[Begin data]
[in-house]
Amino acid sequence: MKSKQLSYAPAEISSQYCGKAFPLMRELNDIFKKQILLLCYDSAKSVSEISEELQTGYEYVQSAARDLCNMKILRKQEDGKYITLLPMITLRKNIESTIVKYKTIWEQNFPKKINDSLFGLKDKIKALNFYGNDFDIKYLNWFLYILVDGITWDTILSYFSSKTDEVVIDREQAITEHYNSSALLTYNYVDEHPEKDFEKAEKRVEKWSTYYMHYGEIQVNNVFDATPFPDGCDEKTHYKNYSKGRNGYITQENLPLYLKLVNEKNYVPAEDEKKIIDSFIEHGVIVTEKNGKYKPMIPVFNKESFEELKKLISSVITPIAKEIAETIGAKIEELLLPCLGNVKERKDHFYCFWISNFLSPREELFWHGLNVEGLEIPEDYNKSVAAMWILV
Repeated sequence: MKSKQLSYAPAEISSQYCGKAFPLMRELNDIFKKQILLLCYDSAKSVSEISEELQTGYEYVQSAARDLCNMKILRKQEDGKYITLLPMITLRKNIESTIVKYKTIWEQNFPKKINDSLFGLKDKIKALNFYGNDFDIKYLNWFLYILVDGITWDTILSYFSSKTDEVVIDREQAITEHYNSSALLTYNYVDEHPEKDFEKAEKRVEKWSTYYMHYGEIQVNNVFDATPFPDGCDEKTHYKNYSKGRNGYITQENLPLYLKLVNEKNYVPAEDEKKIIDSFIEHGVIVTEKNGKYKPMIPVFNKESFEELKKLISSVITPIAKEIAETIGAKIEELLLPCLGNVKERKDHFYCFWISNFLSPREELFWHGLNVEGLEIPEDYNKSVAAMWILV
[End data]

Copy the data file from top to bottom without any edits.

[in-house]
Amino acid sequence: MKSKQLSYAPAEISSQYCGKAFPLMRELNDIFKKQILLLCYDSAKSVSEISEELQTGYEYVQSAARDLCNMKILRKQEDGKYITLLPMITLRKNIESTIVKYKTIWEQNFPKKINDSLFGLKDKIKALNFYGNDFDIKYLNWFLYILVDGITWDTILSYFSSKTDEVVIDREQAITEHYNSSALLTYNYVDEHPEKDFEKAEKRVEKWSTYYMHYGEIQVNNVFDATPFPDGCDEKTHYKNYSKGRNGYITQENLPLYLKLVNEKNYVPAEDEKKIIDSFIEHGVIVTEKNGKYKPMIPVFNKESFEELKKLISSVITPIAKEIAETIGAKIEELLLPCLGNVKERKDHFYCFWISNFLSPREELFWHGLNVEGLEIPEDYNKSVAAMWILV
Repeated sequence: MKSKQLSYAPAEISSQYCGKAFPLMRELNDIFKKQILLLCYDSAKSVSEISEELQTGYEYVQSAARDLCNMKILRKQEDGKYITLLPMITLRKNIESTIVKYKTIWEQNFPKKINDSLFGLKDKIKALNFYGNDFDIKYLNWFLYILVDGITWDTILSYFSSKTDEVVIDREQAITEHYNSSALLTYNYVDEHPEKDFEKAEKRVEKWSTYYMHYGEIQVNNVFDATPFPDGCDEKTHYKNYSKGRNGYITQENLPLYLKLVNEKNYVPAEDEKKIIDSFIEHGVIVTEKNGKYKPMIPVFNKESFEELKKLISSVITPIAKEIAETIGAKIEELLLPCLGNVKERKDHFYCFWISNFLSPREELFWHGLNVEGLEIPEDYNKSVAAMWILV